As you may or may not be aware, one of the sticking points on Brexit is that the French and the Spanish are demanding the right to continue to fish (strip mine) British waters.
What I know is that if there is no deal, and Europeans are not allowed to fish those waters, then the pressure on the fishery will be reduced, at least until the British fishing fleet is expanded.
If you have been following this, this is pretty obvious.
The thing that I know, and you probably don’t, is that if the continental fishing fleets are excluded, then the percentage of selachians, sharks skates, and rays, of the catch, will go up.
The short version is that with reduce human predation, other predators will take up the slack.
The longer version, and the one that I learned in differential equation class in college is that Lotka–Volterra equations were developed to describe the changes in catches in Italian fisheries during the First World War.
With many fishermen at the front, the total catch declined, and the percentage of sharks and related fish increased.
The instructor described this as the first application of differential equations to what could generally be called ecology, though I had to explain to him what selachians were .
So, a no-deal Brexit is a happy time for sharks in UK waters.
Now you know.
In yet another example of the weirdness that is 2020, or with an assist from anthropogenic climate change, Maine has seen its first ever shark attack death:
A woman swimming off Bailey Island in Harpswell on Monday afternoon was attacked and killed by a shark in what one expert says is the first such fatality recorded in Maine waters.
The woman has not been identified pending notification of her family.
She was swimming offshore near homes on White Sails Lane when a witness saw her being attacked by what appeared to be a shark, the Maine Marine Patrol said.
Two kayakers brought the victim and another woman to shore, where a crew of Harpswell emergency responders met them. The woman died at the scene.
The second woman, who was swimming with the victim, was not injured, said Jeff Nichols, a marine patrol spokesman.
“This is the first documented fatality ever in Maine,” James Sulikowski, a former University of New England professor and researcher who conducts shark research in Maine and locations worldwide, said in an interview Monday evening. “Shark interactions with humans are very rare in Maine.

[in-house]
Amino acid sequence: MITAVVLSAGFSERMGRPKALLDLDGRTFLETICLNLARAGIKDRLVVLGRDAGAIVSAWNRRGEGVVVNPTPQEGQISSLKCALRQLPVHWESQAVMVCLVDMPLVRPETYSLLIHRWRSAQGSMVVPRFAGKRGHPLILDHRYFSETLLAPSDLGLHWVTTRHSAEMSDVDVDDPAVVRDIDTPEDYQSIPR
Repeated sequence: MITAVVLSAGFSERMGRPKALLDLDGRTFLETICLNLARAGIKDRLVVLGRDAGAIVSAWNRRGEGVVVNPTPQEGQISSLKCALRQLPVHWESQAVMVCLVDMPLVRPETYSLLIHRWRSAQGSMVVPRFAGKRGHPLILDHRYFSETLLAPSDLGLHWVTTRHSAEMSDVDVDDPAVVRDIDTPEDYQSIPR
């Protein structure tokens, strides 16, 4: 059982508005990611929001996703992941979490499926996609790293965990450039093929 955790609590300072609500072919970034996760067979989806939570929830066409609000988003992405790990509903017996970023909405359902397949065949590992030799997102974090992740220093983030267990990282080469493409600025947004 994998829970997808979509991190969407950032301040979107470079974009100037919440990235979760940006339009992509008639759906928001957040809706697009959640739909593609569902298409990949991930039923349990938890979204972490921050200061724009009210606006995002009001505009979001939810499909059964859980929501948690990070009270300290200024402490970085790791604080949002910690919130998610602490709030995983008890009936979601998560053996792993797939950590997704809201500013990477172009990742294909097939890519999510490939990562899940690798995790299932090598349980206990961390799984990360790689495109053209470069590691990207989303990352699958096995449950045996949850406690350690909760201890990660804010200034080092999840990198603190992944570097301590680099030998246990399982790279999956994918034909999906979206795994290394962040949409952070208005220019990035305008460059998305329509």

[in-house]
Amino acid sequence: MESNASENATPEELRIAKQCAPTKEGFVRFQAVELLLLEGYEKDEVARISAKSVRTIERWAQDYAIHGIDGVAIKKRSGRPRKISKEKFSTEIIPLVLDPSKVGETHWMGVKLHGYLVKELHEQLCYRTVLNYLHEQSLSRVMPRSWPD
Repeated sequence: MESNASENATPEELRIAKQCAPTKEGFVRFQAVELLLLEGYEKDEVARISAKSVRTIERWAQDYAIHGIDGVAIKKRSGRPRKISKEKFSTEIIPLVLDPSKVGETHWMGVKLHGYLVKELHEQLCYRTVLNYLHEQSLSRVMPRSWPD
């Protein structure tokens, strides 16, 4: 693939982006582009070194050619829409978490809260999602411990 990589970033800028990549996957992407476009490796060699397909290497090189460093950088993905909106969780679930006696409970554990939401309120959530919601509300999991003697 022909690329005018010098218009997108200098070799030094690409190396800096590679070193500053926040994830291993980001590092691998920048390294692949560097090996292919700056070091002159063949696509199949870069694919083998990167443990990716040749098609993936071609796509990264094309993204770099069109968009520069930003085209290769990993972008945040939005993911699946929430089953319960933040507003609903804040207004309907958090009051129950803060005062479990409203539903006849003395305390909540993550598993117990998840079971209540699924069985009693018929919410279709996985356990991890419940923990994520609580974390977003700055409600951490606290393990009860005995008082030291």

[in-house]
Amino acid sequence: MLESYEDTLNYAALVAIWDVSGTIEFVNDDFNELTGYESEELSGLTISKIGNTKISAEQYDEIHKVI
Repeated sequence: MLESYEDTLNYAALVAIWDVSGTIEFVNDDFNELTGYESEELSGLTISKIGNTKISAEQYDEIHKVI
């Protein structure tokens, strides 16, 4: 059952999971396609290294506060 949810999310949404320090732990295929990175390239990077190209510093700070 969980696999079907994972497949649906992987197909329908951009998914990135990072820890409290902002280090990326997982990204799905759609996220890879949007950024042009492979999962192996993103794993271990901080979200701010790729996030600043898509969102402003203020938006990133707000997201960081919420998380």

“My guess is that the person was mistaken as a food item. In this area of Maine and depending on how close to shore the event occurred, my guess is it was a white shark.”
I will be so glad when this year is over.
It appears that scientists have discovered that sometimes, alligators hunt and kill sharks:
American alligators are frequently seen ambling around golf courses in Florida as players warily compete their rounds. But new research suggests the reptiles partake in a far more outlandish habit when away from the greens – eating sharks.
US researchers have documented instances of alligators preying upon small sharks along the Atlantic and Gulf coasts. A study, published in the journal Southeastern Naturalist, claims to be the first scientific study of the largely unseen struggle between the two feared predators.
“The frequency of one predator eating the other is really about size dynamic,” said James Nifong, a researcher at Kansas State University. “If a small shark swims by an alligator and the alligator feels like it can take the shark down, it will, but we also reviewed some old stories about larger sharks eating smaller alligators.”
Nature in all its glory.
There is a colony of feral cats in our neighborhood.
Today, I saw momcat, a tortoiseshell, and one of her kittens, a ginger tabby, who was nursing at the time.
I watched for a bit while momcat stared daggers at me.
They were likely part of RP‘s progeny.
But in this case, I’ll make an exception:
H/t Naked Capitalism.
Tasmanian Devil Milker:
Milk from Tasmanian devils could offer up a useful weapon against antibiotic-resistant superbugs, according to Australian researchers.
The marsupial’s milk contains important peptides that appear to be able to kill hard-to-treat infections, including MRSA, say the Sydney University team.
Experts believe devils evolved this cocktail to help their young grow stronger.
The scientists are looking to make new treatments that mimic the peptides.
They have scanned the devil’s genetic code to find and recreate the infection-fighting compounds, called cathelicidins.
Milking a Tasmanian Devil is not high on my list of career options.